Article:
The Enneagram is an ancient spiritual tool of awareness and awakening, offering insights into our human nature. It dates back to the ancient Egyptians and courses through many religious traditions, including Christianity, Judaism, and Sufiism.
According to the Enneagram, human beings react with certain patterns of deeply held psychological and emotional "ego" motivations. The 9 Types – what some refer to as Points and Super Powers – describe how we humans coped with the demands in our childhoods and then later with the demands in our daily adult lives.
With deepening awareness of these portals to our Deeper Self and our Divine nature, Presence allows Grace to seep through and Wisdom and Compassion to bubble to up, enabling us to satisfy our needs for love and belonging on this our wonder-filled journey of Life.
Ultimately I am the only one who can identify myself with a certain type of life program of the Enneagram. This process may move very quickly, or it may take a long time. I determine the tempo. Even those who don’t immediately figure out their type can observe their own life story in the mirror of the new type description and thereby make progress.
~ Richard Rohr
The point of it isn’t to just be a type, but to use the awareness of our type as a kind of entry into a more full bodied humanity and a greater and greater capacity to embody and flow with all of the different qualities of our humanness.
~ Russ Hudson
The only thing you need to do is become the person only you can be.
~ Margaret Frings Keyes, Emotions & the Enneagram
The enneagram is not a reductionistic tool for controlling and bypassing my emotions and thoughts and how I am perceived by others. The Enneagram is tool of spiritual awareness — whatever one’s spiritual beliefs about life and their ultimate concerns are.
As long as I am still breathing, I am going to get provoked and triggered and have emotions come up to feel and process. Feeling and processing my emotions are way more important to me than whether a particular theory or type fits with me or not.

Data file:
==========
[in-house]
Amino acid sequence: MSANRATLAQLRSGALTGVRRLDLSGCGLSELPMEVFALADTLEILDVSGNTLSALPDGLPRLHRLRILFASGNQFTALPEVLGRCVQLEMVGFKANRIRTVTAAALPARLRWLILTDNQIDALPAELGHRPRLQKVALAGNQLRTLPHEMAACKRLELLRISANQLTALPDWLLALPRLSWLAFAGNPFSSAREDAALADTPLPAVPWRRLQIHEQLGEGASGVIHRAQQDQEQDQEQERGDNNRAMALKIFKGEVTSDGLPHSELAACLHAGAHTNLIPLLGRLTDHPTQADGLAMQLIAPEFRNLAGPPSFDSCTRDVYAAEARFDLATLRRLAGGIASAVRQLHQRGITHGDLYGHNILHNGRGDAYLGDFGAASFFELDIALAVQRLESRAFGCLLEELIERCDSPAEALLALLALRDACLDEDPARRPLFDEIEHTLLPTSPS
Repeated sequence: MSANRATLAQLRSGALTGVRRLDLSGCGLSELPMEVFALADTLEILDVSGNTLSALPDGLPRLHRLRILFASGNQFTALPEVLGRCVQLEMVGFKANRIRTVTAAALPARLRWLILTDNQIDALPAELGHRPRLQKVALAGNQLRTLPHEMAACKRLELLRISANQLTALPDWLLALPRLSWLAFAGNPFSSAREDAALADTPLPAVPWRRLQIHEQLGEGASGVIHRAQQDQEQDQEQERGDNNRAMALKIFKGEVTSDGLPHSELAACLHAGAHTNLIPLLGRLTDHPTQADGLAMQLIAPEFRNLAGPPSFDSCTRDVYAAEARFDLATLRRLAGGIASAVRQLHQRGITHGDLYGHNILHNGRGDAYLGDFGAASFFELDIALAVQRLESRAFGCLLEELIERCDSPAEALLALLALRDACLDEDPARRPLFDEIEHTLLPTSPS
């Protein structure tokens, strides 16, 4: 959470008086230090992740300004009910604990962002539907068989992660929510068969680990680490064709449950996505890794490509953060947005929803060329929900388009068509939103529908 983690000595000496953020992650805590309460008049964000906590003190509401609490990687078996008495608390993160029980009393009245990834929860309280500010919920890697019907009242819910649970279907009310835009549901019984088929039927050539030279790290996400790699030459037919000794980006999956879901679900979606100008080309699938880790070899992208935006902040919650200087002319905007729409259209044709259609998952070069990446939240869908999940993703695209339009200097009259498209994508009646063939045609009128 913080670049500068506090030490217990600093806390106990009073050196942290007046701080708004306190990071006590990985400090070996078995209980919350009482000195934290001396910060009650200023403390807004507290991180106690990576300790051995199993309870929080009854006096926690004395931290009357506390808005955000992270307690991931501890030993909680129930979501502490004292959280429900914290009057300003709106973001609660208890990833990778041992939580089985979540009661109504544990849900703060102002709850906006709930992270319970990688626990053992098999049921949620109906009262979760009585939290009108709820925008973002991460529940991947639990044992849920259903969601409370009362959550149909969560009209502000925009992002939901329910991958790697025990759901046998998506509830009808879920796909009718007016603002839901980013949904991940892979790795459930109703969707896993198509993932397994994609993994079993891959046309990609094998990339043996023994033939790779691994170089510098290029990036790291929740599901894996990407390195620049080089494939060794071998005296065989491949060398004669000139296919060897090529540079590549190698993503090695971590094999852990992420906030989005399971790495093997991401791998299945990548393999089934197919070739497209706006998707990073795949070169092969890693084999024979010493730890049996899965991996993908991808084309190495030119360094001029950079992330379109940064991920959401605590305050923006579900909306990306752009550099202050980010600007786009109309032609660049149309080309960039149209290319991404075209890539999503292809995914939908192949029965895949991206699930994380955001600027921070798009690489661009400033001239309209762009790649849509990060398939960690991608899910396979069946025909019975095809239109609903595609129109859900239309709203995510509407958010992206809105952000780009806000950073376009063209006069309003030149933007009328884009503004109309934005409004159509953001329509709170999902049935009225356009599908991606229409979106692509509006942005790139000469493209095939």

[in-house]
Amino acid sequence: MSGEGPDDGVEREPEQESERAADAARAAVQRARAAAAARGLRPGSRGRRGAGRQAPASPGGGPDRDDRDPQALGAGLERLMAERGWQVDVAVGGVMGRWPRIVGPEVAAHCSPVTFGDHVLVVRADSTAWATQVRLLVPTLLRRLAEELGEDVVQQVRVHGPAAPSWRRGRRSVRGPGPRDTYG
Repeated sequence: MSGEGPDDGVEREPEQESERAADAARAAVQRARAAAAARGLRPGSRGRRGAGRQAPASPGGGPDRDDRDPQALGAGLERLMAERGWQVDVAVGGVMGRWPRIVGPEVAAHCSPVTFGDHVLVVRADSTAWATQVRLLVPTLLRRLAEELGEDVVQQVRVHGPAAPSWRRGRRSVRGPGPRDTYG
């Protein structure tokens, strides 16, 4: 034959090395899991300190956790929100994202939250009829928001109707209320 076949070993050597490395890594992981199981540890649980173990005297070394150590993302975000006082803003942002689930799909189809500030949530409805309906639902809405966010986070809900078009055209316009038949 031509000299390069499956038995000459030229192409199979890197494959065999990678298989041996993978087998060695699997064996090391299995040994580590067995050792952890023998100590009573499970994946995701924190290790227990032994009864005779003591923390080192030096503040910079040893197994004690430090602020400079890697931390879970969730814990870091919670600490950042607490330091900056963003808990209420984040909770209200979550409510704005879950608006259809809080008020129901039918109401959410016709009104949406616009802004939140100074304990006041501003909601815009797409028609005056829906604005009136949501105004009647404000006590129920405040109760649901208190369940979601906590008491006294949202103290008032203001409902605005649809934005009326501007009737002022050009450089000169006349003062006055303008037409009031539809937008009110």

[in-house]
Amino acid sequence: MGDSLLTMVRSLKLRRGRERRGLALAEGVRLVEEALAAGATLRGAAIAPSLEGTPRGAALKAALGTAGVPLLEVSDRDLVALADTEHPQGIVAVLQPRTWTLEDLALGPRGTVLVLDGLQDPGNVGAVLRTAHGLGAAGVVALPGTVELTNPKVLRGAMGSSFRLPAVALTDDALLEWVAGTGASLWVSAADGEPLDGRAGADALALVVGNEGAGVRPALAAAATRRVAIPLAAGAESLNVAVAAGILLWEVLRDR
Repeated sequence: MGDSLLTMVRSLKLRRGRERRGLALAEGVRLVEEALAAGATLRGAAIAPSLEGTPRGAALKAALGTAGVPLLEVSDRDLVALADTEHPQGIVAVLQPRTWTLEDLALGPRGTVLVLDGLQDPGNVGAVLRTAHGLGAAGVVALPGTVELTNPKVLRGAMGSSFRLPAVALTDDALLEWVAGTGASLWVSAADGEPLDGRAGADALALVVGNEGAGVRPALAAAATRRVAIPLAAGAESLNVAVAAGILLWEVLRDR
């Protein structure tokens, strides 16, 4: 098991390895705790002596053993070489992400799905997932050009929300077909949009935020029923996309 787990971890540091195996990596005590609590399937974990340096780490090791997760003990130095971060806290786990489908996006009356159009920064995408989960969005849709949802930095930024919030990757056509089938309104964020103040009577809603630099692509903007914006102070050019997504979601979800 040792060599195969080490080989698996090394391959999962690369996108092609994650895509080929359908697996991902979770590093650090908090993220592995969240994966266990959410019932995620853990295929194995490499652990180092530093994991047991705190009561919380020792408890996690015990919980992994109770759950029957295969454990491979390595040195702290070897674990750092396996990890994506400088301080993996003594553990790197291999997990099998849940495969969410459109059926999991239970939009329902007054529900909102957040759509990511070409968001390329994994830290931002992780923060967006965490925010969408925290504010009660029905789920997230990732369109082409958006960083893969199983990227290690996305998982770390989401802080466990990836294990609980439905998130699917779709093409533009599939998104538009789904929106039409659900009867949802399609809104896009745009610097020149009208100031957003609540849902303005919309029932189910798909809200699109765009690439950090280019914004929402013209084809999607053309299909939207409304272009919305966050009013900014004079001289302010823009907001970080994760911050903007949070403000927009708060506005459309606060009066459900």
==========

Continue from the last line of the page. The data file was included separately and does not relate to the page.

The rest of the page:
The more I am able to truly, deeply embrace all my painful, socially unacceptable stuff, the more change happens in spite of myself. And for that I am deeply grateful.
~ Sue Brooks, Sx8w9
The circle represents the One, the Source, the Absolute, the Origin. It’s the unknownable unity of everything.
The triangle represents everything that is manifest. It’s always manifested in relation to something else. … The Enneagram is teaching us on a mystical level, is always including the opposites. It’s being aware of including the shadow which is an endless dynamic process. … It’s saying that to see the nature of anything is to see it as the unity, to see it as a particular relational manifestation in the living moment, and that the living moment keeps changing it and then you’re a little closer to reality. That’s part of the original meaning of the symbol.
God (or Spirit or the Divine) creates by differentiating. … Presence is the way that human beings experience God, which affects us physiologically [body], emotionally [heart] and cognitively [head]. When Presence starts to work us, the body switches on as a felt sense of presence, the mind softens and becomes receptive, and the heart is then able to lead. When I’m provoked, it’s a signal to come back to my body, to my open heart and quiet mind. So don’t play favorites with the Centers. We don’t want to be a third of a human being.